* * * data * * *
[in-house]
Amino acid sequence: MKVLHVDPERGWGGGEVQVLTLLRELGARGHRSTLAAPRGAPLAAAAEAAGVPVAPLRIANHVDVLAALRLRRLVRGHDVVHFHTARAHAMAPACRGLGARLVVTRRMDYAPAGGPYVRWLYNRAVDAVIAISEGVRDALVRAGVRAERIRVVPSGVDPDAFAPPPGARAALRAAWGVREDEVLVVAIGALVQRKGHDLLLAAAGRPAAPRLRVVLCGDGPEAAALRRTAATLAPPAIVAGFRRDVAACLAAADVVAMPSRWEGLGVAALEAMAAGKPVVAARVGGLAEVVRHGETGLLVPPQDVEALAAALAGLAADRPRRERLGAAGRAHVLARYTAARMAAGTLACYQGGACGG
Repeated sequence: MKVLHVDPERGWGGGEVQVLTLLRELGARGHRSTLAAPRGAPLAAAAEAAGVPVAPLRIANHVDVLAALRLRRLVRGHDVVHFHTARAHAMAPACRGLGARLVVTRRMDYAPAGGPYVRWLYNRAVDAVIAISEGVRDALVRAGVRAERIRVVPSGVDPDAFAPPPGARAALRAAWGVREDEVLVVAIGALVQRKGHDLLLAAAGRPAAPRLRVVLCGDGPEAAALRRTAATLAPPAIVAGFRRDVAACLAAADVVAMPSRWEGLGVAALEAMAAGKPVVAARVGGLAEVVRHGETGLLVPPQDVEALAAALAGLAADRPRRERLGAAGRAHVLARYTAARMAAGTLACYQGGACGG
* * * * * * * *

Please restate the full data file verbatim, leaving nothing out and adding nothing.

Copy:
[in-house]
Amino acid sequence: MKVLHVDPERGWGGGEVQVLTLLRELGARGHRSTLAAPRGAPLAAAAEAAGVPVAPLRIANHVDVLAALRLRRLVRGHDVVHFHTARAHAMAPACRGLGARLVVTRRMDYAPAGGPYVRWLYNRAVDAVIAISEGVRDALVRAGVRAERIRVVPSGVDPDAFAPPPGARAALRAAWGVREDEVLVVAIGALVQRKGHDLLLAAAGRPAAPRLRVVLCGDGPEAAALRRTAATLAPPAIVAGFRRDVAACLAAADVVAMPSRWEGLGVAALEAMAAGKPVVAARVGGLAEVVRHGETGLLVPPQDVEALAAALAGLAADRPRRERLGAAGRAHVLARYTAARMAAGTLACYQGGACGG
Repeated sequence: MKVLHVDPERGWGGGEVQVLTLLRELGARGHRSTLAAPRGAPLAAAAEAAGVPVAPLRIANHVDVLAALRLRRLVRGHDVVHFHTARAHAMAPACRGLGARLVVTRRMDYAPAGGPYVRWLYNRAVDAVIAISEGVRDALVRAGVRAERIRVVPSGVDPDAFAPPPGARAALRAAWGVREDEVLVVAIGALVQRKGHDLLLAAAGRPAAPRLRVVLCGDGPEAAALRRTAATLAPPAIVAGFRRDVAACLAAADVVAMPSRWEGLGVAALEAMAAGKPVVAARVGGLAEVVRHGETGLLVPPQDVEALAAALAGLAADRPRRERLGAAGRAHVLARYTAARMAAGTLACYQGGACGG